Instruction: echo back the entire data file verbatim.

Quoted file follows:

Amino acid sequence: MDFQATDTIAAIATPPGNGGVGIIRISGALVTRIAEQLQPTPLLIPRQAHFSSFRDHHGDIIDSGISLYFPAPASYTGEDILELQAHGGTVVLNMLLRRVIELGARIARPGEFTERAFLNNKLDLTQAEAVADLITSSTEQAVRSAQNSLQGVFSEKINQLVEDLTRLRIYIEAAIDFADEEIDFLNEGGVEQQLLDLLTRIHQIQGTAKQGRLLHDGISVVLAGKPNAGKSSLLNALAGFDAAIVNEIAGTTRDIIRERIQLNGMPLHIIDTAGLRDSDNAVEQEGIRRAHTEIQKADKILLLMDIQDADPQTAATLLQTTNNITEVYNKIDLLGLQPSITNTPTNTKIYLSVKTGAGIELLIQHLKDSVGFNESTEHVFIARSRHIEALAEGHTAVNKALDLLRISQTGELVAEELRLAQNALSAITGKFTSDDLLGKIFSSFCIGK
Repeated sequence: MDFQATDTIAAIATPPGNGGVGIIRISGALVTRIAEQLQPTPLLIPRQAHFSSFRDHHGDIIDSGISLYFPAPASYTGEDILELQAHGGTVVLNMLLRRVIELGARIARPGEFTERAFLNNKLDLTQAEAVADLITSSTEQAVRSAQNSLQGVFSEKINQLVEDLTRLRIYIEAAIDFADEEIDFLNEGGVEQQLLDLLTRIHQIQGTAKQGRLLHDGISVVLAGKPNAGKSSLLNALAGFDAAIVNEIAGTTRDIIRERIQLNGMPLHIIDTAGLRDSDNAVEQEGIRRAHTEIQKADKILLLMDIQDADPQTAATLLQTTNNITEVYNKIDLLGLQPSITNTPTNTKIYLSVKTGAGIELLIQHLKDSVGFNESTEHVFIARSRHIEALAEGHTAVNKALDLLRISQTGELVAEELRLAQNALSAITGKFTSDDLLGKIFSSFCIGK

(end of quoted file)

Amino acid sequence: MDFQATDTIAAIATPPGNGGVGIIRISGALVTRIAEQLQPTPLLIPRQAHFSSFRDHHGDIIDSGISLYFPAPASYTGEDILELQAHGGTVVLNMLLRRVIELGARIARPGEFTERAFLNNKLDLTQAEAVADLITSSTEQAVRSAQNSLQGVFSEKINQLVEDLTRLRIYIEAAIDFADEEIDFLNEGGVEQQLLDLLTRIHQIQGTAKQGRLLHDGISVVLAGKPNAGKSSLLNALAGFDAAIVNEIAGTTRDIIRERIQLNGMPLHIIDTAGLRDSDNAVEQEGIRRAHTEIQKADKILLLMDIQDADPQTAATLLQTTNNITEVYNKIDLLGLQPSITNTPTNTKIYLSVKTGAGIELLIQHLKDSVGFNESTEHVFIARSRHIEALAEGHTAVNKALDLLRISQTGELVAEELRLAQNALSAITGKFTSDDLLGKIFSSFCIGK
Repeated sequence: MDFQATDTIAAIATPPGNGGVGIIRISGALVTRIAEQLQPTPLLIPRQAHFSSFRDHHGDIIDSGISLYFPAPASYTGEDILELQAHGGTVVLNMLLRRVIELGARIARPGEFTERAFLNNKLDLTQAEAVADLITSSTEQAVRSAQNSLQGVFSEKINQLVEDLTRLRIYIEAAIDFADEEIDFLNEGGVEQQLLDLLTRIHQIQGTAKQGRLLHDGISVVLAGKPNAGKSSLLNALAGFDAAIVNEIAGTTRDIIRERIQLNGMPLHIIDTAGLRDSDNAVEQEGIRRAHTEIQKADKILLLMDIQDADPQTAATLLQTTNNITEVYNKIDLLGLQPSITNTPTNTKIYLSVKTGAGIELLIQHLKDSVGFNESTEHVFIARSRHIEALAEGHTAVNKALDLLRISQTGELVAEELRLAQNALSAITGKFTSDDLLGKIFSSFCIGK